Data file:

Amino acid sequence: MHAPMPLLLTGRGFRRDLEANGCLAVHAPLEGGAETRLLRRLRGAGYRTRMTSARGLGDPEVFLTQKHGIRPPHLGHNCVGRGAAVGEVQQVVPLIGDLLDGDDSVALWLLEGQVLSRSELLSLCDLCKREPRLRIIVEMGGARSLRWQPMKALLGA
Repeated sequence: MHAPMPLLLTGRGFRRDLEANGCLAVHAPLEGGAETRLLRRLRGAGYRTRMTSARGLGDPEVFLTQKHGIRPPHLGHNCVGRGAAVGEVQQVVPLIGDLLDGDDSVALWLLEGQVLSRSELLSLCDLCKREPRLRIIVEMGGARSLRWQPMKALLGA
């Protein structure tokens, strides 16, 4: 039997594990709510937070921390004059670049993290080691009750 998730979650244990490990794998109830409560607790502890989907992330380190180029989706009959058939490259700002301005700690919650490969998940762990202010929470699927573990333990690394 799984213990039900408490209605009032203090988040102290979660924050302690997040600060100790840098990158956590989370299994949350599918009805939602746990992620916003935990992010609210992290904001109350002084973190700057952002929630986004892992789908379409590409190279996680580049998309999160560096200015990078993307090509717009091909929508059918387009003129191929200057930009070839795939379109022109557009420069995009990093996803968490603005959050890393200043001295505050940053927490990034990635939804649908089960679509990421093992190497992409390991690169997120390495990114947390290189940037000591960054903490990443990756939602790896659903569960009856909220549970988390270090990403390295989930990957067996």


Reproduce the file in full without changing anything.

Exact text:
Amino acid sequence: MHAPMPLLLTGRGFRRDLEANGCLAVHAPLEGGAETRLLRRLRGAGYRTRMTSARGLGDPEVFLTQKHGIRPPHLGHNCVGRGAAVGEVQQVVPLIGDLLDGDDSVALWLLEGQVLSRSELLSLCDLCKREPRLRIIVEMGGARSLRWQPMKALLGA
Repeated sequence: MHAPMPLLLTGRGFRRDLEANGCLAVHAPLEGGAETRLLRRLRGAGYRTRMTSARGLGDPEVFLTQKHGIRPPHLGHNCVGRGAAVGEVQQVVPLIGDLLDGDDSVALWLLEGQVLSRSELLSLCDLCKREPRLRIIVEMGGARSLRWQPMKALLGA
């Protein structure tokens, strides 16, 4: 039997594990709510937070921390004059670049993290080691009750 998730979650244990490990794998109830409560607790502890989907992330380190180029989706009959058939490259700002301005700690919650490969998940762990202010929470699927573990333990690394 799984213990039900408490209605009032203090988040102290979660924050302690997040600060100790840098990158956590989370299994949350599918009805939602746990992620916003935990992010609210992290904001109350002084973190700057952002929630986004892992789908379409590409190279996680580049998309999160560096200015990078993307090509717009091909929508059918387009003129191929200057930009070839795939379109022109557009420069995009990093996803968490603005959050890393200043001295505050940053927490990034990635939804649908089960679509990421093992190497992409390991690169997120390495990114947390290189940037000591960054903490990443990756939602790896659903569960009856909220549970988390270090990403390295989930990957067996």